predictive processes 6. Taking over the ScrumMaster role on a troubled team 7. Facilitating a product backlog grooming session 8. Observing an agile team that is having problems and giving suggestions for

    improvement 9. Removing an agile team member (or a ScrumMaster or Product Owner) who

    is not working out 10.Starting an agile practice like Scrum in a new workgroup that knows nothing

    about it

    Copyright 2014 The Druckman Company. All Rights Reserved.

  • Quick Review: Common Agile Frameworks

    All of these approaches:

    Make use of timeboxes

    Are iterative and incremental

    Have clearly defined roles and responsibilities

    Are empirical rather than predictive in nature

    Copyright 2014 The Druckman Company. All Rights Reserved.

    Scrum

    XP

    Lean Software Development

    Kanban

  • So Where Does an Agile Coach Fit In? An agile coach can come from any of the agile roles (they often have experience in multiple roles). Their job is to:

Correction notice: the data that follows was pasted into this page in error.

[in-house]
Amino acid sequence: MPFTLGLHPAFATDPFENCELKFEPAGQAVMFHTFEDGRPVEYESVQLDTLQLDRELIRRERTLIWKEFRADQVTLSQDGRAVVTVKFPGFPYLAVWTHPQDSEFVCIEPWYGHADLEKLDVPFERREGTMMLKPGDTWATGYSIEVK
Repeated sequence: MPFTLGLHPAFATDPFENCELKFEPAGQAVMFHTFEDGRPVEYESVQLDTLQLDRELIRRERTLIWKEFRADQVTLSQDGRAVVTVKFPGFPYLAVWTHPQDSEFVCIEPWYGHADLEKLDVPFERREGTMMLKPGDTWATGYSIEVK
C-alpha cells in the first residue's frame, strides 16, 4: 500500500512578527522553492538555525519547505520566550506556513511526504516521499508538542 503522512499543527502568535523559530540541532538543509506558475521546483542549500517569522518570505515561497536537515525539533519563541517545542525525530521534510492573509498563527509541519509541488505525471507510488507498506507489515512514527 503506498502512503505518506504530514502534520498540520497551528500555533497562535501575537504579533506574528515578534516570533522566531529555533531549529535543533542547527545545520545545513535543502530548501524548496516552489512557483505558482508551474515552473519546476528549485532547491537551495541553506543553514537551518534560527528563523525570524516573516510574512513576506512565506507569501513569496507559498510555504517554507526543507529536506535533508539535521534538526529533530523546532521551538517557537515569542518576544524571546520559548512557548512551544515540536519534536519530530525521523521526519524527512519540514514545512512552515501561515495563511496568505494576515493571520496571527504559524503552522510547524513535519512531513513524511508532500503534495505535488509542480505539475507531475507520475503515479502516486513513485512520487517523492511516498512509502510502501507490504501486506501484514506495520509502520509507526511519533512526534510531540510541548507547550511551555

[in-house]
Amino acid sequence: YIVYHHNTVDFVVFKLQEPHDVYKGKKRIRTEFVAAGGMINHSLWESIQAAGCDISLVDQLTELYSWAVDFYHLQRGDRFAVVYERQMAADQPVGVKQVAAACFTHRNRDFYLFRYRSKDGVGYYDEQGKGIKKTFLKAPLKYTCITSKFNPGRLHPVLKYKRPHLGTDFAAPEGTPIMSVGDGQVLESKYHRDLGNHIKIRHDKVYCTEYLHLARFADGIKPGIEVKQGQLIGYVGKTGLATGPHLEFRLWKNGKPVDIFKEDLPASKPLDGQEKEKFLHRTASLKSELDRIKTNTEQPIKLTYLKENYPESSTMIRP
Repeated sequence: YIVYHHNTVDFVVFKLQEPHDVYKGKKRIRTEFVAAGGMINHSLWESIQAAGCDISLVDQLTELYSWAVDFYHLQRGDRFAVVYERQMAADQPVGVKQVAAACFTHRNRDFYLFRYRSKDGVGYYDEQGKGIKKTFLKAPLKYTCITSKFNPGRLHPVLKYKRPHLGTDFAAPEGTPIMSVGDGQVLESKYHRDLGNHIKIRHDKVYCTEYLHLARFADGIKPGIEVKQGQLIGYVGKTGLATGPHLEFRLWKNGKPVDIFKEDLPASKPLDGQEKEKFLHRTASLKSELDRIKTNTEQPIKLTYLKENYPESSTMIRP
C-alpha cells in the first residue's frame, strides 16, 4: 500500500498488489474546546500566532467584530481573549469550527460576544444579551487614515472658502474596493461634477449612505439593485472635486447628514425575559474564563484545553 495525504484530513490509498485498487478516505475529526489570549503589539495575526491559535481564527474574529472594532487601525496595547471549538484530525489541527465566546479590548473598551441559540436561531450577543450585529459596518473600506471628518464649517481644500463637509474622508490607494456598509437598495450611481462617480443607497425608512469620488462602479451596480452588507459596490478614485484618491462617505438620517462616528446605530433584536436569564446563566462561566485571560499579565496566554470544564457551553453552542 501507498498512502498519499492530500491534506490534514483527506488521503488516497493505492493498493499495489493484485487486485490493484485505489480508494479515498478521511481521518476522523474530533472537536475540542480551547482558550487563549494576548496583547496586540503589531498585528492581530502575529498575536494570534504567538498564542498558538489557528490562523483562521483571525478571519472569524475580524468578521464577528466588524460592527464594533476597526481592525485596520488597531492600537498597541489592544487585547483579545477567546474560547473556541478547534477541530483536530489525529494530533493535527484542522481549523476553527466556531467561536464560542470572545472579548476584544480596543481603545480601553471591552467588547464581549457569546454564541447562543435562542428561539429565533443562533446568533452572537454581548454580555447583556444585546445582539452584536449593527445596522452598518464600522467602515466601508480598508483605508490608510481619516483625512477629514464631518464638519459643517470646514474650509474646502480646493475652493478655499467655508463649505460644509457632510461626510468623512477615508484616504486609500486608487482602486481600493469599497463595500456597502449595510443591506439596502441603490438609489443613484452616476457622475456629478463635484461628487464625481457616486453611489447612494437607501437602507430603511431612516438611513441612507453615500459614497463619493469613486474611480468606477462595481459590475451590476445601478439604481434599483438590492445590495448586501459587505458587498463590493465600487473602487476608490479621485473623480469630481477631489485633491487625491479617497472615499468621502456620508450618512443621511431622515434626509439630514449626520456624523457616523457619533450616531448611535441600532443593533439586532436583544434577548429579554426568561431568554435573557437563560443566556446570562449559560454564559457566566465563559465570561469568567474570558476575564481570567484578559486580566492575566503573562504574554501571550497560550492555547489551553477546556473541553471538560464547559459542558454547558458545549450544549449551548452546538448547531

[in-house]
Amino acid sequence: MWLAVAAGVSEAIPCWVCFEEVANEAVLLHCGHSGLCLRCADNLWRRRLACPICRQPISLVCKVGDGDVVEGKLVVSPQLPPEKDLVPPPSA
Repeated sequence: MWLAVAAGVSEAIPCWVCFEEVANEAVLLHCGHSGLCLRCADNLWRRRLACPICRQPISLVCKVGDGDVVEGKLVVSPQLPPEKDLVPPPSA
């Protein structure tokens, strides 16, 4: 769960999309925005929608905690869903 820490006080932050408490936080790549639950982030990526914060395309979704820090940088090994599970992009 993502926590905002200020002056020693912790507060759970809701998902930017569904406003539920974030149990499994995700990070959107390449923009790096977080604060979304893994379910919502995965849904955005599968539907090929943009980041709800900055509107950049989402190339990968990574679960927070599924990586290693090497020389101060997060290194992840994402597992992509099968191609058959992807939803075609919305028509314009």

Introduce agile to new teams

    Socialize agile throughout the organization

    Assess and help with problems at a team, management and

    executive level

    ScrumMaster

    Agile Coach

    Serves the team

    Serves the organization

    Copyright 2014 The Druckman Company. All Rights Reserved.

  • Introducing Agile to New Teams

    Remember that people often have pre-conceptions about what agile

    practices. Resist the urge to try to convert people. Instead, help them:

    Understand the purpose of the empirical process

    See the benefits it can yield

    Learn not just what to do but why to do it

    Be prepared for the role they are considering/ planning on fulfilling (ex

    ScrumMaster, Product Owner, etc)

    Know what challenges and problems they may face

    Be prepared to accept the fact that not everyone is ready to hear the message

    Copyright 2014 The Druckman Company. All Rights Reserved.

  • Managing Concerns It is natural for people to have questions about the value of each element of the Scrum process. They may wonder:

    Which parts of the Scrum process are required and which are optional

    How Scrum can be combined with other methods

    How various parts of Scrum actually work in practice

    How Scrum can work on a date-driven project

    How Scrum accounts for unplanned work and/ or production support

    To handle these concerns: